Typical AFL is further defined by the direction of the reentrant circuit. Counterclockwise activation of the atrial myocardium results in negative (inverted) F waves in leads II, III, and aVF, whereas clockwise rotation usually results in positive F waves in those leads.9,13,14,19 Counterclockwise rotation is more common for spontaneous cases of AFL in humans and dogs.9,13 Consequently, clockwise activation is termed reverse typical AFL.14 In both forms of typical AFL, the site of unidirectional block is the same.17

The ECG findings for the dog of the present report appeared most consistent with reverse typical AFL. It was speculated that the trigger for AFL in this dog arose from the trabeculated right atrium rather than the left atrium or septal aspect of the isthmus.14,17 Increased parasympathetic tone may have been a precipitating factor for AFL in this case, given the interplay of gastrointestinal tract disease, anesthesia, and perioperative pain medication administration.20 Acetylcholine reduces the refractory period of atrial myocardial cells, thereby promoting reentry.20,21 Alternatively, lone atrial fibrillation (AF) may have been converted to AFL in this dog. Atrial fibrillation is thought to precede AFL in most instances because AF forms the functional conduction block between the vena cavae that supports the AFL circuit.22 Lone AF can develop secondary to anesthesia or gastrointestinal tract disease.23 Large- and giant-breed dogs, including Newfoundlands, are also predisposed to lone AF, likely owing to their naturally substantial atrial mass.24 Other causes of AFL in dogs include hyperthyroidism and thyrotoxicosis. High total serum thyroxine concentration decreases the refractory period of myocardial cells.25 In humans, common causes of AFL include pulmonary embolism, myocardial infarction, decompensated congestive heart failure, and exacerbation of chronic lower airway disease.7

For the dog of the present report, the diagnosis of reverse typical AFL was not definitive. Neither entrainment nor atrial mapping was performed in this case. These diagnostic tests are required to identify the underlying arrhythmogenic mechanism and definitively diagnose typical versus atypical AFL.9,15 Reverse typical AFL is more difficult to diagnose on the basis of surface ECG findings than is typical AFL.8,14 Definitive diagnosis is pertinent if treatment via targeted ablation of the macroreentrant circuit is to be pursued.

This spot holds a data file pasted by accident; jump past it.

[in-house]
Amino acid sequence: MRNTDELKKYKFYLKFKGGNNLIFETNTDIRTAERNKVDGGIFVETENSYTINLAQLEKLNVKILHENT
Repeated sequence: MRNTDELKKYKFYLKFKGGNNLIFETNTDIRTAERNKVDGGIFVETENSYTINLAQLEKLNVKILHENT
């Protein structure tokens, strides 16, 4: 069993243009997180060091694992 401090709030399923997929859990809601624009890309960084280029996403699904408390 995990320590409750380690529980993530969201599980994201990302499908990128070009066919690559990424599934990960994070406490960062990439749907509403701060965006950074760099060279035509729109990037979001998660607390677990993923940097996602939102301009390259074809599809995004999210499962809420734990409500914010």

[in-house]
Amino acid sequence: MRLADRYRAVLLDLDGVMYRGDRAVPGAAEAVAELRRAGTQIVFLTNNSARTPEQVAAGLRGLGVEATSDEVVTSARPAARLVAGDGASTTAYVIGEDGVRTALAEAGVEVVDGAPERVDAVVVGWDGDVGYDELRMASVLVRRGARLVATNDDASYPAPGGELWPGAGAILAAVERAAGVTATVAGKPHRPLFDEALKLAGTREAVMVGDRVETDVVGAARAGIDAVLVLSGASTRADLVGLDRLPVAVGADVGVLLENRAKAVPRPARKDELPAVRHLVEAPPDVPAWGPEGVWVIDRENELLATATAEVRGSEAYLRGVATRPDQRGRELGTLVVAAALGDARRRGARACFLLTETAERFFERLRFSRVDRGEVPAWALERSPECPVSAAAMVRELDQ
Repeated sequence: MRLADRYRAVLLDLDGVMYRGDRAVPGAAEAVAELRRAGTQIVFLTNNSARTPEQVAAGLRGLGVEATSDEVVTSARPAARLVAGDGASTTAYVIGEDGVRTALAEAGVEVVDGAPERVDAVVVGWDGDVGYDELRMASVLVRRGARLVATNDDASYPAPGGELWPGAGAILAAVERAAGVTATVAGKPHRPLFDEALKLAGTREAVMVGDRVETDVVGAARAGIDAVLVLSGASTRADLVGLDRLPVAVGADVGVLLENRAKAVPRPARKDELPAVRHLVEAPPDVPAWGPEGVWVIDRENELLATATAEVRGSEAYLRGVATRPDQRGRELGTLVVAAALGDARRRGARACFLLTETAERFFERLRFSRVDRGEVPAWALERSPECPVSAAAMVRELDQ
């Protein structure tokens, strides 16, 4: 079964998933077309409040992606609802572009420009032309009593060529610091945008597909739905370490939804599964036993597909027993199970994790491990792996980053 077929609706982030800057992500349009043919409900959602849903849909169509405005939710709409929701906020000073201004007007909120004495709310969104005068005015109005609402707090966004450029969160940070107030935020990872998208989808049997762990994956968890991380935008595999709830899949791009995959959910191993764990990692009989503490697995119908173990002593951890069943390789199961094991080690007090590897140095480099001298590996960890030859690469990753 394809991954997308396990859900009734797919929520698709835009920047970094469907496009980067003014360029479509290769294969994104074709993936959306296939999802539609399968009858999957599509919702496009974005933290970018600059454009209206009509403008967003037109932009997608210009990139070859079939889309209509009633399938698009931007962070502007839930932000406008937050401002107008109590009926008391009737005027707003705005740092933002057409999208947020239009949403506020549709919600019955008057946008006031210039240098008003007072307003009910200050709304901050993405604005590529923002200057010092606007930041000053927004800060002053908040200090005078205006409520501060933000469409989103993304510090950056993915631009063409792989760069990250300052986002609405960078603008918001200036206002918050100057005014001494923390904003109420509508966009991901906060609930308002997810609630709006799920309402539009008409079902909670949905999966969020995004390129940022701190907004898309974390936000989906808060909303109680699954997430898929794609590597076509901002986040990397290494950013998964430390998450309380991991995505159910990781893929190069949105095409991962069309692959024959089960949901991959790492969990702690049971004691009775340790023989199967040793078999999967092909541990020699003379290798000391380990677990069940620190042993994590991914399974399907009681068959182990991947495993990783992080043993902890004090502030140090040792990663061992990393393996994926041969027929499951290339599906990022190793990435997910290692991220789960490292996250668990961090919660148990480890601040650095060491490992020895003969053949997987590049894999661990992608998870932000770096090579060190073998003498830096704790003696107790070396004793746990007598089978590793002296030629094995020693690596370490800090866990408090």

Treatment of AFL is recommended when the rapid ventricular response rate and absent atrial kick result in clinical signs of hemodynamic instability, including episodic weakness, collapse, or exercise intolerance. Treatment may focus on rhythm conversion or rate control. Conversion may be attempted by direct current cardioversion or radiofrequency catheter ablation. Radiofrequency catheter ablation targeting the cavotricuspid isthmus is the first-line approach for rhythm control in humans.13,14 It has been successfully used in a small group of dogs with either typical or atypical AFL.8,18 Antiarrhythmic treatment may also be used to achieve either rhythm conversion or rate control. The ideal antiarrhythmic treatment for conversion is unclear. Historically, digoxin has been the first-line choice for rate control in dogs with AFL or AF.6 High dosages of sotalol, a class III antiarrhythmic, may promote sustained conversion to normal sinus rhythm by prolonging the atrial refractory period.14,26 Amiodarone, another class III antiarrhythmic, has been shown to prevent sustained, surgically induced AFL when administered with silymarin in dogs.27 In that study,27 amiodarone alone prolonged the AFL cycle duration so that it exceeded the right atrial refractory period; however, administration of amiodarone and silymarin resulted in an AFL cycle duration that was shorter than the duration of the right atrial refractory period. To the author's knowledge, this is the first report of conversion with diltiazem treatment alone in a dog. However, AFL is known to be an unstable rhythm in dogs, and it may convert to normal sinus rhythm or AF without any intervention.6

Following conversion of AFL, amiodarone was added to the treatment regimen of the dog of the present report to control the subsequently observed combination of ventricular and supraventricular arrhythmias. Long-term amiodarone administration may be associated with gastrointestinal tract problems (eg, vomiting or decreased appetite), hepatotoxicosis, neutropenia, altered circulating thyroid hormone concentrations or thyroid dysfunction, and bradycardia.28–31 Prolongation of the QT interval with a low risk for torsade de pointes in amiodarone-treated dogs has also been reported.28,32 In turn, recheck clinicopathologic analysis and ECG or Holter monitoring every 3 to 6 months is recommended for dogs undergoing long-term treatment with amiodarone. The dog of the present report was started on a low dose of amiodarone and tolerated the treatment well.

Acknowledgments

The authors have no conflicts of interest or financial disclosures to report.

References